If employees could write a Yelp review about working at Yelp, it turns out the company might not make the ‘Top Rated’ page. One employee, Talia Jane, took her complaints to another website though, writing a scathing open letter to the company’s CEO on Medium, dissecting the ways in which she and her coworkers in the customer service department can’t afford groceries or rent, and must rely on the company cupboards for enough food to survive.
And how did Yelp respond? Subsidizing housing? Offering take-home food? Raising wages? Holding a meeting to discuss the issues? Nope, instead they just fired Talia and talked a lot about how cheap Phoenix, AZ is.
Talia worked in customer service for Eat24, Yelp’s food-ordering service, and claims that some of her coworkers were homeless, having been priced out of apartments with not enough income to bounce back:
Living in the Bay Area, Jane says that she spends 80% of her income on rent, subsists off of rice, and can barely pay the train fees or car tolls to even make it in to work.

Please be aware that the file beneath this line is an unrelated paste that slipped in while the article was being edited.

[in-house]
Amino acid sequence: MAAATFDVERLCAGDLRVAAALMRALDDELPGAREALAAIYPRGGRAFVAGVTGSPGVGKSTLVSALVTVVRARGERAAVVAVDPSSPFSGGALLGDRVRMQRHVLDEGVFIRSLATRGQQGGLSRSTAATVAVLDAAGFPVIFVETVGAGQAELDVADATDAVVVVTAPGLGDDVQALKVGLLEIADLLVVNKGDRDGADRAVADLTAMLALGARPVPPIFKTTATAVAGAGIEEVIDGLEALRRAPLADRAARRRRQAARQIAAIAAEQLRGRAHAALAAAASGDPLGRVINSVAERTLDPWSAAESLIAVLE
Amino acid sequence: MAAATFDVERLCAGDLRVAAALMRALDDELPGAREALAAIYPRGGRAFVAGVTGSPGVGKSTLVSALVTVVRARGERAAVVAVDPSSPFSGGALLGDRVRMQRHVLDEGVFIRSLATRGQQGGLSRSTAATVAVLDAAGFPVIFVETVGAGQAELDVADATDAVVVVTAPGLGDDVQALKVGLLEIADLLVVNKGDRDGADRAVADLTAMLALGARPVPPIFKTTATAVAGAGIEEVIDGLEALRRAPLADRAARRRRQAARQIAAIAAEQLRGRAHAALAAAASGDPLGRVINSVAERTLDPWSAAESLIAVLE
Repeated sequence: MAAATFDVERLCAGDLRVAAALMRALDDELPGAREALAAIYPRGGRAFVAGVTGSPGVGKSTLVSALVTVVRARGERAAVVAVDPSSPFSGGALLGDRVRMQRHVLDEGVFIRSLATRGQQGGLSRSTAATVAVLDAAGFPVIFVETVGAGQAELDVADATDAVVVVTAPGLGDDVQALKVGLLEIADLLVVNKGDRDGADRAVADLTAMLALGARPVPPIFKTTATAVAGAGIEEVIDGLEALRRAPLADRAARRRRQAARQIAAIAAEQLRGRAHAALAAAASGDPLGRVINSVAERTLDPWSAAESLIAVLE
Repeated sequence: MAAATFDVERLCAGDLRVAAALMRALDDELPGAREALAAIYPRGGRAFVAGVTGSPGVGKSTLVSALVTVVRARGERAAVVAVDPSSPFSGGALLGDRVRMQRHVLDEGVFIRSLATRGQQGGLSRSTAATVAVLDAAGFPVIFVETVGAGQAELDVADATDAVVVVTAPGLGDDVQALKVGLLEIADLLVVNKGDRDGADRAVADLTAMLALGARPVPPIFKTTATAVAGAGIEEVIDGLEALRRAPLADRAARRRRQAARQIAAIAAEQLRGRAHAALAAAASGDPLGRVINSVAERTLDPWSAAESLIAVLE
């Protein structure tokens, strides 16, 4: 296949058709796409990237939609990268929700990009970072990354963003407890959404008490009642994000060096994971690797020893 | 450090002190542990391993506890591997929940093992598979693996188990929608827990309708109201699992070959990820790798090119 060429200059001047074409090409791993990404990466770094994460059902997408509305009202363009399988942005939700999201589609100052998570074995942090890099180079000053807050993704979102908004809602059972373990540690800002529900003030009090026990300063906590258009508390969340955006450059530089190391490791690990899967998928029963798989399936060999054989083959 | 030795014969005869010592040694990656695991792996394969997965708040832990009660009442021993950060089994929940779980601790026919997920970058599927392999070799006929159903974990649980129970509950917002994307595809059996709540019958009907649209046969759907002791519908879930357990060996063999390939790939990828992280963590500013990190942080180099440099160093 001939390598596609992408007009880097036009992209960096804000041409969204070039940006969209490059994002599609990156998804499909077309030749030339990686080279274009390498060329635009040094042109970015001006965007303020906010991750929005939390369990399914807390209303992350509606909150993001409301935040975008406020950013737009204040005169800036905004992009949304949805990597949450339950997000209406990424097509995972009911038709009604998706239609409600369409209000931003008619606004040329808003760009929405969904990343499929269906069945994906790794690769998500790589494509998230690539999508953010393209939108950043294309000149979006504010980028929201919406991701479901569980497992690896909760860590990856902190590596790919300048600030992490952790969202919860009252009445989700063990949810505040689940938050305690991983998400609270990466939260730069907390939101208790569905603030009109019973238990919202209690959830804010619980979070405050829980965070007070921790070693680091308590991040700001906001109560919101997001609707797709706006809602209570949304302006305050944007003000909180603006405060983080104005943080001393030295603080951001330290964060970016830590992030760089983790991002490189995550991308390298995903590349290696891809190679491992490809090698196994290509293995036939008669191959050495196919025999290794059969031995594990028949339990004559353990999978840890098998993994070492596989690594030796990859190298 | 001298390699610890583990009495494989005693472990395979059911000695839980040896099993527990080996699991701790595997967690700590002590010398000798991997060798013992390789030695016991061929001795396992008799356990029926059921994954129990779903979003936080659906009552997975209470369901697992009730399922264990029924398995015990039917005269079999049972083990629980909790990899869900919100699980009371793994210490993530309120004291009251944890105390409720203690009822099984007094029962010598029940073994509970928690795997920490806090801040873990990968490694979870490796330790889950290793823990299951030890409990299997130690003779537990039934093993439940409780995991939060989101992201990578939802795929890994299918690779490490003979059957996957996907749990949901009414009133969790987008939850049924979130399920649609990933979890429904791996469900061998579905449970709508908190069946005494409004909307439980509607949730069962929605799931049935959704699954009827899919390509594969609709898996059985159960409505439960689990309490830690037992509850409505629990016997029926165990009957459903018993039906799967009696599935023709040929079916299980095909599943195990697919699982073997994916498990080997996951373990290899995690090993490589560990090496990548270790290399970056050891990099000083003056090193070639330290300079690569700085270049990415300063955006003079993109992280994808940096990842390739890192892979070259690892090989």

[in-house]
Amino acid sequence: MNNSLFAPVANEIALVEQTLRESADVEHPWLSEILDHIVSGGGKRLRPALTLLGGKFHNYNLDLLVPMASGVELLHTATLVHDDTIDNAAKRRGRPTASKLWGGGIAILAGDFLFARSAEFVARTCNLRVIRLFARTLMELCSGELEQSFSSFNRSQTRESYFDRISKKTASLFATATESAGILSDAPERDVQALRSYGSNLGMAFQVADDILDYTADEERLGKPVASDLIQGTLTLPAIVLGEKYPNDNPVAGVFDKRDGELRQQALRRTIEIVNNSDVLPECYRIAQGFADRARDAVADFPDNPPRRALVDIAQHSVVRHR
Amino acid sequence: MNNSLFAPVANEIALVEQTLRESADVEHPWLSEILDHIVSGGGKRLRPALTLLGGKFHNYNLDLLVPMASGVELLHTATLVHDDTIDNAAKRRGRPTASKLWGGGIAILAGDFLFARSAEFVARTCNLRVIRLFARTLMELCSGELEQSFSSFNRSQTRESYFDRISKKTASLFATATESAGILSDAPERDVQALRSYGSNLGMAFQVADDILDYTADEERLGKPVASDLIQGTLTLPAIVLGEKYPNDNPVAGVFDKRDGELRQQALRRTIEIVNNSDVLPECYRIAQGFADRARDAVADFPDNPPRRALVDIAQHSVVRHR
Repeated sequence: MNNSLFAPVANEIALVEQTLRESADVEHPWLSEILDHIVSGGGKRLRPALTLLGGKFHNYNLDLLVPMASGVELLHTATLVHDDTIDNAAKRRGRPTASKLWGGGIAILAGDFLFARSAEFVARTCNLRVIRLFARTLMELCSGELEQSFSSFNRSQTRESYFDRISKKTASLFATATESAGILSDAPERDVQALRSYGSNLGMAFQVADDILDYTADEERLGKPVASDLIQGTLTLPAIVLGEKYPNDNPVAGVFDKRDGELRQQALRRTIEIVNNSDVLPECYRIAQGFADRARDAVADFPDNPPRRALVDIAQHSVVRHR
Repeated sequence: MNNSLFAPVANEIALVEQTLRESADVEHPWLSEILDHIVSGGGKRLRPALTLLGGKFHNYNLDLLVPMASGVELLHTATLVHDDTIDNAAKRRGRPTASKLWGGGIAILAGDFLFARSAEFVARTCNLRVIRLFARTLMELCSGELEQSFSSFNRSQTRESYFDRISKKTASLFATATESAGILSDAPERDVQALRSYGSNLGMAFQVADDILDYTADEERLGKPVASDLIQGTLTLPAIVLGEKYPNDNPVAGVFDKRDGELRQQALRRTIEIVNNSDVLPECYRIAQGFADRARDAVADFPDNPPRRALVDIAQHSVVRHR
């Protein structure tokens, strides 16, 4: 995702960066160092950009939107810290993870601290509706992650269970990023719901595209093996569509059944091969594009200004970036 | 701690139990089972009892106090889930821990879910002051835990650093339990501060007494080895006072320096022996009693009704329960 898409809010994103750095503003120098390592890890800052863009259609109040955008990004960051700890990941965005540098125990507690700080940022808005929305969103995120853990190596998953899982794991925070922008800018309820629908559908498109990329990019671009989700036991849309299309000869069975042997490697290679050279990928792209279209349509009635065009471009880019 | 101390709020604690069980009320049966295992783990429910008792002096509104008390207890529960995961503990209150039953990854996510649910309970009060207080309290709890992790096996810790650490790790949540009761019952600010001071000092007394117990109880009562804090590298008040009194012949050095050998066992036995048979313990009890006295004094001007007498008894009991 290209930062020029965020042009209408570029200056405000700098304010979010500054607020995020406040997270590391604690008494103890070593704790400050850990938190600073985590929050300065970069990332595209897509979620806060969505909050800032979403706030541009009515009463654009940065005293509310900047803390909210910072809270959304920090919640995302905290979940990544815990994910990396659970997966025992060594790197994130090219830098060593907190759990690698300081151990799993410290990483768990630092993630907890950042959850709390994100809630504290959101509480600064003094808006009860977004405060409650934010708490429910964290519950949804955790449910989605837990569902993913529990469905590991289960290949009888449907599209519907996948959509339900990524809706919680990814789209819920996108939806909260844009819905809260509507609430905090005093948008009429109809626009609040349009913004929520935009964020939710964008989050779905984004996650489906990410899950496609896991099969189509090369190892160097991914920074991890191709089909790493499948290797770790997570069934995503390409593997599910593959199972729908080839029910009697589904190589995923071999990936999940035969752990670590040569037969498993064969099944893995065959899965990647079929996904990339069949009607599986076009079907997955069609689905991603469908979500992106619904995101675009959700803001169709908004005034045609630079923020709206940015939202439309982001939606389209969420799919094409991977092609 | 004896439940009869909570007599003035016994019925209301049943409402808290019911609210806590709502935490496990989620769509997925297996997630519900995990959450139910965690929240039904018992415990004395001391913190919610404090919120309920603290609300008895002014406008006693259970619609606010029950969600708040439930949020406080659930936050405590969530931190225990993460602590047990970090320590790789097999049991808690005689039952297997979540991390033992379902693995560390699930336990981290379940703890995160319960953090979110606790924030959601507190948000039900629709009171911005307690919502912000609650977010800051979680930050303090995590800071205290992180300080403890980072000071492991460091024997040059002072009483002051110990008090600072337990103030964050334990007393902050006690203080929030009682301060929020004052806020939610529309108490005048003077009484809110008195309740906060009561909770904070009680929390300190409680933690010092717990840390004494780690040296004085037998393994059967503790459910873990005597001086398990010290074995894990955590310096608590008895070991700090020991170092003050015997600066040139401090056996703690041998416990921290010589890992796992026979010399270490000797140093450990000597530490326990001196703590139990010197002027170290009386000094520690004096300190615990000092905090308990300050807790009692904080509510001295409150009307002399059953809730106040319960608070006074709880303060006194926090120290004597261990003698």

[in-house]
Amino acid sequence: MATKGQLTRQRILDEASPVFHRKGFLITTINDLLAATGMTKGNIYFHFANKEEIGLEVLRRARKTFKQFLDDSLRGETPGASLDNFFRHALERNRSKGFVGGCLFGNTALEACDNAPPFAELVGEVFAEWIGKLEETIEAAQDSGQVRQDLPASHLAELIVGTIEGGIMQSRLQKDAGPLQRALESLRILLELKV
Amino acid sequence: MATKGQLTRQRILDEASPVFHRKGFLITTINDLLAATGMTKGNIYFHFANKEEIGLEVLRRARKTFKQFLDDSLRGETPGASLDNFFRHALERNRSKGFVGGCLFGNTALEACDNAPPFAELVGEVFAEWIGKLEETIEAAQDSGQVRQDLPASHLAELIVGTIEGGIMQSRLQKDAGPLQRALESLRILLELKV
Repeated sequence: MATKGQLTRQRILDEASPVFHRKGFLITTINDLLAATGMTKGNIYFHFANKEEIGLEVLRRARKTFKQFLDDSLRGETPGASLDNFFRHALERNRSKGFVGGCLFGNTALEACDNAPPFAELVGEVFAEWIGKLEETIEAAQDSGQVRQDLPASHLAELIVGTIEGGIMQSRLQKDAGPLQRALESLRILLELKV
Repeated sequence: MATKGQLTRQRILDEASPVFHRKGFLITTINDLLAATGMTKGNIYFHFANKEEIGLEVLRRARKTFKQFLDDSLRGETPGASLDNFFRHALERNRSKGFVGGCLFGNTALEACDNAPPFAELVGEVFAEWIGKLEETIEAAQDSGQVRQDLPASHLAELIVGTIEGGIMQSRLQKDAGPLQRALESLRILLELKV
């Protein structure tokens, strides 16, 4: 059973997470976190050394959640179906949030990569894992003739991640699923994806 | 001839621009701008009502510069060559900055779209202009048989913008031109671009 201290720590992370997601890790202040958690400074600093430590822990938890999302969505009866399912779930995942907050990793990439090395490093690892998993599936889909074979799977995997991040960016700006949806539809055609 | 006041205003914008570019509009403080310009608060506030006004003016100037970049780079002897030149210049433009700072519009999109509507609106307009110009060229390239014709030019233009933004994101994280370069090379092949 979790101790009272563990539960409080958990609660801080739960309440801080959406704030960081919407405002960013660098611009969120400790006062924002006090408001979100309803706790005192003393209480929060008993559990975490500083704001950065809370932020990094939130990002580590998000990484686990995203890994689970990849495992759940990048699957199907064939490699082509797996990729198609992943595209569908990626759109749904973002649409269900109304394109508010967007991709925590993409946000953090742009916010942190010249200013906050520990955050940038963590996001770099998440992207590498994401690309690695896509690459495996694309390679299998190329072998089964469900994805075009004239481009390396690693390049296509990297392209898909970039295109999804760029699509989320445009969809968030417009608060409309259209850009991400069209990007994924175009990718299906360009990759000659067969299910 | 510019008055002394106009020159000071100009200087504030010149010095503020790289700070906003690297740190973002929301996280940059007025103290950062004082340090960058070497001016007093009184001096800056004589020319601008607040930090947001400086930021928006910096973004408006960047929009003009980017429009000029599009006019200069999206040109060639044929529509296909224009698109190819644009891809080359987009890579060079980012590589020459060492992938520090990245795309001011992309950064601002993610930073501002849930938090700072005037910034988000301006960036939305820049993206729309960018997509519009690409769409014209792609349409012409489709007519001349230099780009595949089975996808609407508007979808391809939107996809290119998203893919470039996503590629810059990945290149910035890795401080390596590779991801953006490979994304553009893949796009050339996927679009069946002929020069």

Shortly after publishing her letter, Talia took to Twitter to alert those following her story that she had been fired, an action she says stemmed directly from her online critique.
Yelp CEO Jeremy Stoppelman apparently saw Talia’s critiques, as he too jumped on Twitter to defend himself and put blame squarely on the rising price of rent in San Francisco;
Since Jeremy’s last tweet about growing support staff in Arizona, every single response the company has put out since has focused entirely on the increasing home prices in San Francisco and the fact that Eat24 staff will be growing in Phoenix. It released a statement to Re/Code that ignores most of Talia’s complaints and talks about high cost of living and moving to Phoenix. In another statement to Eater, the company said pretty much the same thing; rents too high, moving to Phoenix.
None of the company’s responses discuss its SF-based employees or their need for higher wages to match those skyrocketing rent prices. There’s no mention of the need for food on the weekend or helping with public transportation costs.
This isn’t the first time Yelp employees have been pissed off, either. Last July, delivery drivers sued the company for $5 million based on unpaid tips. Yelp didn’t end up paying, but instead passed the blame on to Sidecar, the contractors it worked with for food delivery.